The Central Mass Regional Public Health Alliance is a coalition of seven municipalities (towns of Grafton, Holden, Leicester, Millbury, Shrewsbury, West Boylston, and the City of Worcester) working cooperatively to create a sustain a viable, cost-effective and labor-efficient regional public health district. The regional health district provides a comprehensive array of services to partner municipalities through a single organization managed by Worcester’s Division of Public Health. The inspiration to develop a regional alliance arose from the considerable disparity in size, available resources, and kinds and types of resources offered by each municipally. 

The Alliance is governed by a regional council comprised of Board of Health members from each municipality, town administrators, and members of the public health staff. 




WDPH/Central MA Regional Public Health Alliance works to improve the health of the community by addressing the policies, systems, and environments that inform health. By addressing policies, systems, and environments, CMRPHA staff works to prevent injury, illness, and preventable health conditions.

WDPH/CMRPHA seeks to become the healthiest region by 2020. Public health plays a critical role in creating a solid infrastructure for our community’s healthcare system. A healthy community is more than merely an absence of disease; a healthy community includes those elements that enable people to maintain a high quality of life and productivity. A healthy community has adequate services to meet the needs of people and provides a safe, healthy environment for children to grow up and thrive. Public health’s role and responsibility is to preserve the safety and promote prevention of disease in our community. Current programs include: 

  • – Community Health Improvement Plan                  
  • – Community Health Assessment                                                                      
  • – Mass in Motion Worcester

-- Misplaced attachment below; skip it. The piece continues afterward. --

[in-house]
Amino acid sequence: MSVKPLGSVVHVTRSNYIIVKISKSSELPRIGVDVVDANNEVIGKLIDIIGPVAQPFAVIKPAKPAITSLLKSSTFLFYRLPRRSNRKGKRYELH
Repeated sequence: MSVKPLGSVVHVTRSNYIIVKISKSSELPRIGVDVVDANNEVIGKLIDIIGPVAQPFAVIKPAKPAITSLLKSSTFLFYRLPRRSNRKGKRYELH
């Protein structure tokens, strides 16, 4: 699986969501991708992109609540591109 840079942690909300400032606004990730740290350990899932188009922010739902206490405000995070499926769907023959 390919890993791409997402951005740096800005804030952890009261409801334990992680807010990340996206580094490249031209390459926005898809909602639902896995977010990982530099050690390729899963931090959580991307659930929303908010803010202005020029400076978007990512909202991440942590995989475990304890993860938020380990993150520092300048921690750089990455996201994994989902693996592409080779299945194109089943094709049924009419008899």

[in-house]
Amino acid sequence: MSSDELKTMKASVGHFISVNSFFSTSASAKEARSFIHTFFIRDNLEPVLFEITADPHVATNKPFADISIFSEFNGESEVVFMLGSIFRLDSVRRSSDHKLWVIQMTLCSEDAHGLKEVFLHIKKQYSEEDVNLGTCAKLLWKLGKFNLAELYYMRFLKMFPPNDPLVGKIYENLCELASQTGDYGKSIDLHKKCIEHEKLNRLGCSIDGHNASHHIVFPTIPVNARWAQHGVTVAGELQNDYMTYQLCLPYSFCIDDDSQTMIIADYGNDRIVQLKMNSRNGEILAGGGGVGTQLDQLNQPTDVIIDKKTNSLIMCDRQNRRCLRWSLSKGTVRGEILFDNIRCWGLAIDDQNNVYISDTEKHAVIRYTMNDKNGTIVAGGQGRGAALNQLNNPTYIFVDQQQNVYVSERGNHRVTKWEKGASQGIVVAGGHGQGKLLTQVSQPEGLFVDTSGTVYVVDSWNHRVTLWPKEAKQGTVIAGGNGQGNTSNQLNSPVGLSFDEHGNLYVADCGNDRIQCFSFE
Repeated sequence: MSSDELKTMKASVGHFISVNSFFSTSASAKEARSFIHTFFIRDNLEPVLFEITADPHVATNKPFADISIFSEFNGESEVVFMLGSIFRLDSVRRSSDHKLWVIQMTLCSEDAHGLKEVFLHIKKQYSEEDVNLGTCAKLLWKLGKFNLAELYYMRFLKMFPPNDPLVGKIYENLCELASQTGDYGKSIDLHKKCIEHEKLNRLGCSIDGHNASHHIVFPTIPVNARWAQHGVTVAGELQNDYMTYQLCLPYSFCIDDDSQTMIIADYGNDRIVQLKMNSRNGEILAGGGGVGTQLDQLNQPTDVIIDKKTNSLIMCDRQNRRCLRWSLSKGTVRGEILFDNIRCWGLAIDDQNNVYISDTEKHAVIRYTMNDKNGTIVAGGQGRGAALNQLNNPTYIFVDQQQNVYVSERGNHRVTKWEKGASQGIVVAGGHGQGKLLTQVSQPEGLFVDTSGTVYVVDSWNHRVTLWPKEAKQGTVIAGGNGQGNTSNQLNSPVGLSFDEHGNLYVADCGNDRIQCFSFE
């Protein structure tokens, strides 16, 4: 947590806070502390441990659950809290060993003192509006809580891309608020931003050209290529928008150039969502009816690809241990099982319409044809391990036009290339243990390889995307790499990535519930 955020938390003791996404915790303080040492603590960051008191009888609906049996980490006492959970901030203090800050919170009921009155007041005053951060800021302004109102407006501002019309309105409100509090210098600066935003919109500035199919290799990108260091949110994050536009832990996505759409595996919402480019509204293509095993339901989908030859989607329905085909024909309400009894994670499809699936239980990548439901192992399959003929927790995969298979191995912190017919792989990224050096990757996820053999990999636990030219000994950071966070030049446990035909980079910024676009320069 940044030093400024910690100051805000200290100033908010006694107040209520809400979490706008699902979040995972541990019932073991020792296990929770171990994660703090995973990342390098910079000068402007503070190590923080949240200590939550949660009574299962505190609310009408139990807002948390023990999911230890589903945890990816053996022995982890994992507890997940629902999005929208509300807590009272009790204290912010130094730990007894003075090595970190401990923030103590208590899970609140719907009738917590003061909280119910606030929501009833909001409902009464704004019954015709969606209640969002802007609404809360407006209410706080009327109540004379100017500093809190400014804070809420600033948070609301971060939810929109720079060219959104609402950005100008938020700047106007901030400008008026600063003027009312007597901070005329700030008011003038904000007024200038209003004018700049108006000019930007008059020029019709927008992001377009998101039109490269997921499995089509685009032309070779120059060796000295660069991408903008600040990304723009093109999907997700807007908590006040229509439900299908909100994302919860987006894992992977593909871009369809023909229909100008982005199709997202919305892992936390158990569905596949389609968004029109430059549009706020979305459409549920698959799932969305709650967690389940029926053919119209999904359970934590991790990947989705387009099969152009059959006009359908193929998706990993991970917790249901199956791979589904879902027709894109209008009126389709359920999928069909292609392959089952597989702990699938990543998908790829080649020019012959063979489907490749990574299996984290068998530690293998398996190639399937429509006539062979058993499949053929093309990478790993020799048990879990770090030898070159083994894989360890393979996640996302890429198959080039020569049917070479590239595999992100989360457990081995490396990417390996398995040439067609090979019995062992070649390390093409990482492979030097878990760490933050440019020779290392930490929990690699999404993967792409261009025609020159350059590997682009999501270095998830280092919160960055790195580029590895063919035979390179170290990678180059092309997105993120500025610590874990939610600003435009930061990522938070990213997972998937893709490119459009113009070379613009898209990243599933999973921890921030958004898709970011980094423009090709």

• – Mental Health
  • – Prevention and Wellness Trust Fund
  • – Substance Abuse Prevention
  • – Worcester Alliance Against Sexual Exploitation (W.A.A.S.E.)
  • – Youth Health Action Committee


The Environmental Health program of the Central Massachusetts Regional Public Health Alliance provides housing and sanitary inspections to protect the public’s safety by ensuring sanitary conditions are upheld. Program officers are tasked with enforcing all federal, state and local environmental health regulations.

The Environmental Health program conducts routine food inspections of restaurants, grocery stores, schools, nursing homes etc. In addition, inspectors are responsible for inspecting swimming pools, beaches, tattoo, piercing and tanning facilities, and responding to complaints regarding air, noise, and odor pollution.



                                                                                                                                                                                                                                                  The Worcester Division of Public Health has been actively involved in public health emergency preparedness planning since 2002 and in 2008, the City’s Division of Public Health established the Office of Health & Medical Preparedness. The office is responsible for educating the community on how to prepare for an emergency. 

In addition to providing education, the Office of Health and Medical Preparedness oversees many preparedness projects for both the City of Worcester and the 74 towns of the central Massachusetts region.




The control of infectious diseases in the region is the responsibility of the Office of Epidemiology and Health Protection. Epidemiology is the scientific analysis of staff are responsible for tracking and investigating health problems and hazards in the region. They gather and analyze data on the community’s health to determine risks and problems. Epidemics, food borne illnesses and hazardous conditions are identified and contained. This also includes the implementation of preventive measures to make the community safer.

Infectious diseases constitute a continuing threat to the public’s health. They cause illness, suffering and death, and place an enormous financial burden on society. Although some infectious diseases have been controlled by modern technological advances, new diseases are still emerging. Under M.G.L. Chapter 111, suspected and/or confirmed cases of diseases dangerous to the public’s health must be reported to the local Board of Health and/or the Massachusetts Department of Public Health (MDPH). Reporting disease occurrences enables the Public Health staff to monitor trends, detect and control outbreaks and evaluate prevention activities. Our Public Health nurses regularly collect important information on all reported diseases as part of routine disease investigations. Investigation may involve a visit to the patient’s home, a telephone call and/or a follow-up letter. The nurses also provide case management services to clients with tuberculosis disease and direct observed therapy (DOT) to clients on tuberculosis medications.